Yes yes, I’m back and another travel experience richer. An experience I can’t wait to share with all of you as it was just so, so amazing.
I’ve always been really intrigued by Scandinavia, so I was really excited when boarding my plane to Stockholm, the capital of Sweden last Friday. Everyone I talked to about my trip that had already visited “The Venice of the North” kept saying how beautiful the city was and how I would definitely enjoy it. And god, I did! Add the fact that they had predicted five mediocre to bad weather days, while we got five sunshine filled days, and you get one perfect citytrip.
Stockholm is spread over 14 different islands which are all connected with one another. That alone gives the city a sort of unique atmosphere. It’s a very diverse city with something for everyone. There are loads of different musea, beautiful parks, shopping streets and a lot of amazing architecture. I think it’s impossible for someone to get bored there.
As usual, I’ll start with some general information and tips about my trip before heading into more detail in my other posts about what I did each day of my vacation.
To get to Stockholm, we flew with Scandinavian Airlines (SAS) and it was another great flight. The staff was friendly and everything went as it should. There isn’t really anything else to remark.
What I really liked about this airline company though, is that I was able to choose my seat while checking-in online (22 hours in advance) without having to pay an extra fee. A+!
So yes, I would fly with SAS again whenever possible.
As you might know by now, I’m always looking for cheap accomodation while travelling, so I usually end up with a hostel. For this trip I stayed at Hostel Dalagatan and it’s the best hostel I’ve stayed in so far. It is located in the center of Stockholm and fairly close to everything. There are two bus stops which are only about a two-minute walk, and the subway is only five minutes away.
It may not be the chiquest hostel, but it offers all one could possibly need and even more. It’s a clean place, with really friendly and helpful staff. But the best part about this hostel is the guest kitchen. It offers free coffee, tea and hot chocolate. This way we coud just run to the store – which is conveniently across the street – to buy some bread and nutella, et voila; breakfast! Easy way to save some money!
The rooms are small and don’t have any windows, but that was advertised that way on the website so you know that in advance. For me the no-window thing was actually and advantage as I tend to sleep bad in clear rooms. And god, did I sleep good. Those beds were heaven!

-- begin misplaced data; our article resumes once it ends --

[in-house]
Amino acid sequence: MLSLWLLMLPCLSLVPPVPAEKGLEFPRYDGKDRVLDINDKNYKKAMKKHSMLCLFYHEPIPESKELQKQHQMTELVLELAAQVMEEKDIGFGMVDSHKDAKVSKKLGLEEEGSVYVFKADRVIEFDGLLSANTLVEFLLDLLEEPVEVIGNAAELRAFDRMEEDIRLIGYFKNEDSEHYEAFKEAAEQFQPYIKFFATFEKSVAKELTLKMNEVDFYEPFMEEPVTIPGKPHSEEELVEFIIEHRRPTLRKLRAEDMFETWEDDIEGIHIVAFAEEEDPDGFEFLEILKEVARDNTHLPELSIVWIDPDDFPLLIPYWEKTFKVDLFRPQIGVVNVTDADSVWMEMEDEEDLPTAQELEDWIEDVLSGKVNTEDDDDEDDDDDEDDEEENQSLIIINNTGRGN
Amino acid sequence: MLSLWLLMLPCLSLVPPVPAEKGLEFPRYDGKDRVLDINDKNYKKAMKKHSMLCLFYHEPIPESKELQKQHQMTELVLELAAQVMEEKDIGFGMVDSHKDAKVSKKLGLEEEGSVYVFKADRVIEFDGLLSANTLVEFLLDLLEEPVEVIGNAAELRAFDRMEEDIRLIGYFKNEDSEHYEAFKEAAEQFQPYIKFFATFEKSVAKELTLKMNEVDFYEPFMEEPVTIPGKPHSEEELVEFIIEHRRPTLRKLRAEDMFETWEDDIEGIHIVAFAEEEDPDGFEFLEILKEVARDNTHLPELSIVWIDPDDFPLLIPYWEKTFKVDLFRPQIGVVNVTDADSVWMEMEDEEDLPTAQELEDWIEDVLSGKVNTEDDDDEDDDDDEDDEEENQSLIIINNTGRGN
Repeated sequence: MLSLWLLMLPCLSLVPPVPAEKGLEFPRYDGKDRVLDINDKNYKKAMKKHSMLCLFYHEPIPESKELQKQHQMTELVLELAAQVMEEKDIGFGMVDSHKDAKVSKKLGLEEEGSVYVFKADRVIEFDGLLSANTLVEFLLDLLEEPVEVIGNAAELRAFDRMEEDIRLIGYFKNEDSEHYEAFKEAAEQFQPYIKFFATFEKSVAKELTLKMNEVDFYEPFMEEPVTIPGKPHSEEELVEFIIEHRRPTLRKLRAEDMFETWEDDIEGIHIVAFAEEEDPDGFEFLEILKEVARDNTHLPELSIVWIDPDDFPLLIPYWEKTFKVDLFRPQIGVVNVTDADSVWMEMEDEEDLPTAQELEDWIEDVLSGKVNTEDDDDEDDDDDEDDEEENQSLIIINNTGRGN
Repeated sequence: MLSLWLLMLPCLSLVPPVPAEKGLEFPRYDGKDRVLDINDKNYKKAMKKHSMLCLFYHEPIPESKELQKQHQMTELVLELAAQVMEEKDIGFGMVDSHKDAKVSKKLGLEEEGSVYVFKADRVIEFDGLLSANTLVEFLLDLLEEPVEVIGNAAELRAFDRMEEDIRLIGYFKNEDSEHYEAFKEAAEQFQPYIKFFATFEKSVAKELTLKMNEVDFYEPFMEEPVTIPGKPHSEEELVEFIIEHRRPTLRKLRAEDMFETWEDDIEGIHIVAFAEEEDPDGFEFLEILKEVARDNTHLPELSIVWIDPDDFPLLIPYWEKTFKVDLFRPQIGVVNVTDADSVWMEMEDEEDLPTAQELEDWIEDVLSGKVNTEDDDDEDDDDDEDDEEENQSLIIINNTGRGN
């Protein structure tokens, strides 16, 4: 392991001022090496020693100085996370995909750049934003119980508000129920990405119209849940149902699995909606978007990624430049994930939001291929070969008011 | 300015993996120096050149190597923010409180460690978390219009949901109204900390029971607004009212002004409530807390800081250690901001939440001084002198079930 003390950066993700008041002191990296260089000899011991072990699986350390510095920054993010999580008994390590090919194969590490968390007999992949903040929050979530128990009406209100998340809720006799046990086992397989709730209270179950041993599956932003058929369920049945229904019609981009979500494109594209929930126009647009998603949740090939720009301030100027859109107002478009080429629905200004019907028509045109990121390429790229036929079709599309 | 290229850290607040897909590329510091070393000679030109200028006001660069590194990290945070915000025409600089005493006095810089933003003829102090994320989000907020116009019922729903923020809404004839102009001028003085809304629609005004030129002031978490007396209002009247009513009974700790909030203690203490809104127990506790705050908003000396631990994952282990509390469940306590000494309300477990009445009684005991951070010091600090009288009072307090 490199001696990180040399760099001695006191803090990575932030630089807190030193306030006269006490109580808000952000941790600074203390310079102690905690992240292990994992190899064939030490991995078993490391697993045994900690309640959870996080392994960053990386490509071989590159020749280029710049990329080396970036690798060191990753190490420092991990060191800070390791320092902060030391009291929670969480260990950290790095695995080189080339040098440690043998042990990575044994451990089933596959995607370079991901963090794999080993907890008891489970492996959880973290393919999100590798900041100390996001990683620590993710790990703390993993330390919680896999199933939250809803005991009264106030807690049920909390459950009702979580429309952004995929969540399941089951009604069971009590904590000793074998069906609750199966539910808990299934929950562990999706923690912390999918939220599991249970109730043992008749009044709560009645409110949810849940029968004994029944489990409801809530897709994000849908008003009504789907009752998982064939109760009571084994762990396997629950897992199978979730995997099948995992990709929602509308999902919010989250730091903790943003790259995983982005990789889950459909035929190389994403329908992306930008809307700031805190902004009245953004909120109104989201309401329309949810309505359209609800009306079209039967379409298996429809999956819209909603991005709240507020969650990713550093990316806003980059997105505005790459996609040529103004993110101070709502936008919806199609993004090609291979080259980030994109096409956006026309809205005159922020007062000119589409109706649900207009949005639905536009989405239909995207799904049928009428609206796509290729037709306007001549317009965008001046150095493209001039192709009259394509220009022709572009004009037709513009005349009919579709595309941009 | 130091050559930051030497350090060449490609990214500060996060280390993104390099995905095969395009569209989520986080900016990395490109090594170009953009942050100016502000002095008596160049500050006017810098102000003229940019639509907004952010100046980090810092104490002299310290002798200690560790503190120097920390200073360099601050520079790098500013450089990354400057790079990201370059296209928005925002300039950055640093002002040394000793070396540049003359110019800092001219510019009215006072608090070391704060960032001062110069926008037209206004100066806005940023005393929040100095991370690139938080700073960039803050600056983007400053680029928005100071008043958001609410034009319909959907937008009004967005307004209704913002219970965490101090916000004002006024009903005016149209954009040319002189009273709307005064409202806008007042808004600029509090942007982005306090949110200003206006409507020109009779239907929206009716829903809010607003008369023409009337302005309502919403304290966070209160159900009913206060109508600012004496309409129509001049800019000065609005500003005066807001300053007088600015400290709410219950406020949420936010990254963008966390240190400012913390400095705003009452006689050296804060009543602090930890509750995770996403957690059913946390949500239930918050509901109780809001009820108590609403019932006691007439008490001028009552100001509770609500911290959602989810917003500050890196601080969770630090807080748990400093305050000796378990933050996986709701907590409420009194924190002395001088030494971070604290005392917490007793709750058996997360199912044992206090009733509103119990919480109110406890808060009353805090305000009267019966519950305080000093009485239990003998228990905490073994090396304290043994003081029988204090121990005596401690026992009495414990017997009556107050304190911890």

The price for four nights for two people was 2250 SEK, which is about 240 EUR. It was definitely worth that price.
Transport to and from airport
We arrived at Arlanda Airport which is about 40 kilometers from the city center of Stockholm. This is the biggest airport of Sweden, so most of flights arrive there.
There are many ways to get from Arlanda Airport to the center, but we chose the quickest way; the Arlanda Express. Once every fifteen minutes a train leaves and in about twenty minutes they take you from the airport to the central station of Stockholm. You pay in advance and your credit card is your ticket, so this way you don’t lose time queuing for a ticket.
The train is the most eco-friendly way to travel to the center and has information screens and free wifi. Perfect way to get to the city center, but of course, it’s a bit more pricey than taking a bus or the “normal” public transport.
The price for both ways is 300 SEK, which is about 33 EUR.
You simply can’t go on a citytrip without visiting a few of the sights and attractions the city has to offer. Stockholm has a lot of those, so the entrance fees can increase quickly. For each attraction you can easily pay about 10 euros, and most are even way more. In advance, we added up the entrance fees of every sight or attraction we definitely wanted to do and found out that for us the Stockholm Card would be a bit cheaper. It wasn’t a big difference, but we felt like it would be a whole lot easier to just have one card instead of having to pay for a ticket at every attraction seperately.
With the Stockholm card you get free entrance to more than 75 musea, you get to use the public transport for free and there are many tours you can go on. It might be a big amount to pay at once, but you definitely get value for what you spend.
We also ended up doing a lot more because the entrance was included in our card anyway, so that was just amazing. I think that in the end, we saved about sixty to seventy euros by buying this card.
The price for five days is 1150 SEK, which is about 125 EUR. For a three day card, it’s 895 SEK (= 95 EUR)
!!! Update 2017: A colleague of mine informed me that the Stockholm card is no longer available. So far there is no alternative either.
As you might have already noticed, Sweden has its own currency: Swedish Krona. So take in account that you’ll either have to get Kronas from your local bank or that you’ll have to exchange money once you’re in Sweden.
Everything in Sweden is quite expensive. For dinner you need to reserve around 200 SEK for a normal meal, but of course fast food etc is a little cheaper. Soevenirs are also really expensive, so bring enough money if you plan on buying something.
At the moment, you get about 9,5 SEK for 1 EUR.
So, that’s all for the general part, I think. If you have any more questions, don’t hesitate to contact me. I’ll be happy to help you. Next post, I’ll tell you more about my first day in Sweden’s capital..
With love, Ellen